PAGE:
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703-820-3800

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Musicians and Hearing Loss

Musicians, from classical orchestras to rock groups, are exposed to high decibel ranges. Hearing is important to the livelihood of a musician. Musical performance may create sounds loud enough to cause permanent hearing loss. Some hearing loss in musicians may be considered occupational hearing loss, and it may interfere with the musician's ability to perform the daily tasks of his or her profession (Sataloff, 1991).

Musicians suffer not just from hearing loss but also a ringing in their ears and various pitch-perception problems. Music lovers should be modest in the length of time and level of loud music to which they expose their ears. Many performing musicians use ear monitors to regulate the levels of sound they absorb on the stage while performing.

In-ear monitors are devices used by musicians to listen to music or to hear a custom mix of vocals and stage instrumentation for live performance or recording studio mixing. They are often custom fitted for an individual's ears and provide a high level of noise reduction from ambient surroundings. Depending on the quality of the fit and length of the ear canal, a custom fit in-ear monitor will generally provide somewhere between 9 and 24 dB of noise reduction.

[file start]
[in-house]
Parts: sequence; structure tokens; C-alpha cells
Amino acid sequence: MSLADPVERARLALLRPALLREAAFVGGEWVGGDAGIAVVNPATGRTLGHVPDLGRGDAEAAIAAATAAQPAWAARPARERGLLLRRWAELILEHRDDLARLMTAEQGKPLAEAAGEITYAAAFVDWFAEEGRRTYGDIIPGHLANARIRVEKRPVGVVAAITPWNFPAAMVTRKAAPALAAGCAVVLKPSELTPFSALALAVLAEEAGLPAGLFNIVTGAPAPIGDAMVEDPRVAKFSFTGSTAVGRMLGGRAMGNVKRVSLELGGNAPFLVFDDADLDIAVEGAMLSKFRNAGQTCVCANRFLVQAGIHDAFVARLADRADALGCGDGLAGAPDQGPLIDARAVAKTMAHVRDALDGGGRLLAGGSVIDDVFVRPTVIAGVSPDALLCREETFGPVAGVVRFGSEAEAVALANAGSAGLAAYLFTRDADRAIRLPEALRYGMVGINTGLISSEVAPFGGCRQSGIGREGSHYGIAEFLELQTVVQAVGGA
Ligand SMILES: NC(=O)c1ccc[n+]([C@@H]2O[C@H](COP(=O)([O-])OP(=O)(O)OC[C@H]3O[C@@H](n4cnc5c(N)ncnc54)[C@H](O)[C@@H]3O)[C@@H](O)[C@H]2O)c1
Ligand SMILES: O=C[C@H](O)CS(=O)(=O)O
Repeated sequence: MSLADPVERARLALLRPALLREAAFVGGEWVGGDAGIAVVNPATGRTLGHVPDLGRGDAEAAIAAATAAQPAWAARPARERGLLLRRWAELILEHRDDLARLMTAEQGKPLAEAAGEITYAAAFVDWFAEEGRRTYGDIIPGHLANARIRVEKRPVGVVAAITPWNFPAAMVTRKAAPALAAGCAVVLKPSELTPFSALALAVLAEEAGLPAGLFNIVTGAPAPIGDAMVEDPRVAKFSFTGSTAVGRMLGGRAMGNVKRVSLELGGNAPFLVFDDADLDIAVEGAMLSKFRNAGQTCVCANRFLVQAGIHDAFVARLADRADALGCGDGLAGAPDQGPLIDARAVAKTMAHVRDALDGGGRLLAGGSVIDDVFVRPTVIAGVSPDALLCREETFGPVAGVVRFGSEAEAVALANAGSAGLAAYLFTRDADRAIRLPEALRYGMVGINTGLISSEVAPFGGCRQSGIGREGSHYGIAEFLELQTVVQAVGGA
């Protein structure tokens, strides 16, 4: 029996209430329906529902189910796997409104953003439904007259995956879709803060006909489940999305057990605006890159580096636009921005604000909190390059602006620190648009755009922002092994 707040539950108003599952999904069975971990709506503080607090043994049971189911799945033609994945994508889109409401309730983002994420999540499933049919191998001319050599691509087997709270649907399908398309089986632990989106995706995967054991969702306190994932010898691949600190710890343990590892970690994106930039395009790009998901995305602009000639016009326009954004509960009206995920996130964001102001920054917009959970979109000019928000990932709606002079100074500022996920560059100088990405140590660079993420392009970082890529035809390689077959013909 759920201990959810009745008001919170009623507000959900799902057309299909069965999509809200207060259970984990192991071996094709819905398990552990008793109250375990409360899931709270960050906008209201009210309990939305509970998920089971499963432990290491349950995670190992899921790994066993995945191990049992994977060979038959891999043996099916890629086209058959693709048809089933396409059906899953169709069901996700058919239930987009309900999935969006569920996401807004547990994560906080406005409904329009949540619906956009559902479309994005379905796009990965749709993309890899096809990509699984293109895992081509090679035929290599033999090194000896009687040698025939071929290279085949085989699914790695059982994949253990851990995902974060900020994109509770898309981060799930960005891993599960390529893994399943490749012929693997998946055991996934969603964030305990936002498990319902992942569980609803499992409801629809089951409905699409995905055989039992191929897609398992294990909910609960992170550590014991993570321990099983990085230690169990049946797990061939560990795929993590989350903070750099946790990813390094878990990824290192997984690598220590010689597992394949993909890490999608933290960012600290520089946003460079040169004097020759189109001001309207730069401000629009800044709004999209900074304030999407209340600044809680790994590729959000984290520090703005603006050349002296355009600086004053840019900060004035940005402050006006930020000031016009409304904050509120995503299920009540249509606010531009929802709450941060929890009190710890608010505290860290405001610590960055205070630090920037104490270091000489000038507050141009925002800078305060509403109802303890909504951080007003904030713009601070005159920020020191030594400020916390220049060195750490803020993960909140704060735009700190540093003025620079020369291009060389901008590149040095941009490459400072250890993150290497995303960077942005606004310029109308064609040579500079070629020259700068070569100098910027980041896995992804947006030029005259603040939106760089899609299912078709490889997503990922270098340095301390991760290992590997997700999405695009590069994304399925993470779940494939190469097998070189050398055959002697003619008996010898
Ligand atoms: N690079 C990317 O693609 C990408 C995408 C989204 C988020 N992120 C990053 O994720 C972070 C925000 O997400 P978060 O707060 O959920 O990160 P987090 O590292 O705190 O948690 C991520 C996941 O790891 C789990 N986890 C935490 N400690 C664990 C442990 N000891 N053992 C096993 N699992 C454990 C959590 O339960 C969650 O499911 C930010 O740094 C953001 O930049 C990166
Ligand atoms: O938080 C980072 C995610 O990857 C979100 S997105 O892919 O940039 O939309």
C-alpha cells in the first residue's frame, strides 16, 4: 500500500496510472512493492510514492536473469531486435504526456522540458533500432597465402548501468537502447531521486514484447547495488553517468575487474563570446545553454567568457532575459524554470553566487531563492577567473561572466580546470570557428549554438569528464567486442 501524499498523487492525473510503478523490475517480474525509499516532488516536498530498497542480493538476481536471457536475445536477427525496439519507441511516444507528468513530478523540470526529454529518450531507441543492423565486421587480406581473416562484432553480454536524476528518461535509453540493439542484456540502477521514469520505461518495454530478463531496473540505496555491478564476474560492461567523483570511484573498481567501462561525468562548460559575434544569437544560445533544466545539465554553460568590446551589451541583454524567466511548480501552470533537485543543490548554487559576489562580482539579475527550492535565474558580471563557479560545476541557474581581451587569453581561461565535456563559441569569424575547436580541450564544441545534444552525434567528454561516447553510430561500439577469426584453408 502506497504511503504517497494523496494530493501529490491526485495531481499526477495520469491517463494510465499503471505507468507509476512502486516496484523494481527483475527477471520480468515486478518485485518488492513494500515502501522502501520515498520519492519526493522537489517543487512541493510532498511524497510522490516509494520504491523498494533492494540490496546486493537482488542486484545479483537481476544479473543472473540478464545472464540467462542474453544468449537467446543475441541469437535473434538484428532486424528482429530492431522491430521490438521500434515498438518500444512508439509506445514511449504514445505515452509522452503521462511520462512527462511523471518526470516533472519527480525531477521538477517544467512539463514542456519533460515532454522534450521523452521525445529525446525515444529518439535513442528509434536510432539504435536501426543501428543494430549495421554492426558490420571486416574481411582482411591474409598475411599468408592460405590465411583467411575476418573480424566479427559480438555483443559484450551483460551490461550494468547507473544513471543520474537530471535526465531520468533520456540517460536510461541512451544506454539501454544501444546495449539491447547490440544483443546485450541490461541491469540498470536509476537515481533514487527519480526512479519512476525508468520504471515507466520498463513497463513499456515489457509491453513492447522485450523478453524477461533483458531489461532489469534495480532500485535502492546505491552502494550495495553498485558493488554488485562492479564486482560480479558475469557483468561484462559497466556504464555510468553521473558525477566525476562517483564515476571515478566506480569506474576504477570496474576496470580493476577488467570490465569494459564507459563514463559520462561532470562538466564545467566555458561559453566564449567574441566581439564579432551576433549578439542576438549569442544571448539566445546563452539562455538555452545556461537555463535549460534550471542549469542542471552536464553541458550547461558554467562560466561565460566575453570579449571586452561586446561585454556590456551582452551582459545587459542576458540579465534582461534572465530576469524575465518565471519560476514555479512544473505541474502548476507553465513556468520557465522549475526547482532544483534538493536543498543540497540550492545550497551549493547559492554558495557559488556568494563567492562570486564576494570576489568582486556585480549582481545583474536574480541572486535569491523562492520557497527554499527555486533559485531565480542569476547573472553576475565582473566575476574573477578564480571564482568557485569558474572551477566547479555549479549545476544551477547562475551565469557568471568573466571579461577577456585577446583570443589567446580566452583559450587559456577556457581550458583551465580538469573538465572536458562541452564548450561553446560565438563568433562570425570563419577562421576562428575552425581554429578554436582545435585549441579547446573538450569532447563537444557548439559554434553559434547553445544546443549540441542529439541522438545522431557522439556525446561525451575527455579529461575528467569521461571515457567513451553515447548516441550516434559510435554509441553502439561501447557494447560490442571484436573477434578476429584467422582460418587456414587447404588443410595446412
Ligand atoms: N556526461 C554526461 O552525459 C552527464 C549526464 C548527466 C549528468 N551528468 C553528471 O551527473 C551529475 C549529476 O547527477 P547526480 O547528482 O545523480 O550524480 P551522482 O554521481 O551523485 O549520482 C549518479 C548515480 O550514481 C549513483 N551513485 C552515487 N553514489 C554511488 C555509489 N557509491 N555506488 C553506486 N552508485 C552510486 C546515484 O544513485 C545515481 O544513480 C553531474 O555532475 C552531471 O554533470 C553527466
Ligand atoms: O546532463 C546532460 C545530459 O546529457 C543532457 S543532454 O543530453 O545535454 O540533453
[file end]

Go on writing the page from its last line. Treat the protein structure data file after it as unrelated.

Musicians who do not need amplified playback in their ears may benefit from custom-fitted musicians’ earplugs. These are custom-made non-electrical earplugs fitted with a variety of filters to make specific sounds in the music spectrum softer, while not compromising the overall musical frequency response. Ordinary ear plugs cut off high-frequency sounds, making voices muffled and the timbre of music dull. The natural sound from musicians’ ear plugs solves this problem by reducing the volume you hear equally at all frequencies without distorting the sounds. The user can chose attenuation from -9 dB to -24 dB.

Both in-ear monitors and musicians’ ear plugs can be custom made and fitted by your audiologist to each musician’s personal needs.

Sataloff, R.T. (1991). Hearing loss in musicians. American Journal of Otology, 12(2), 122-127.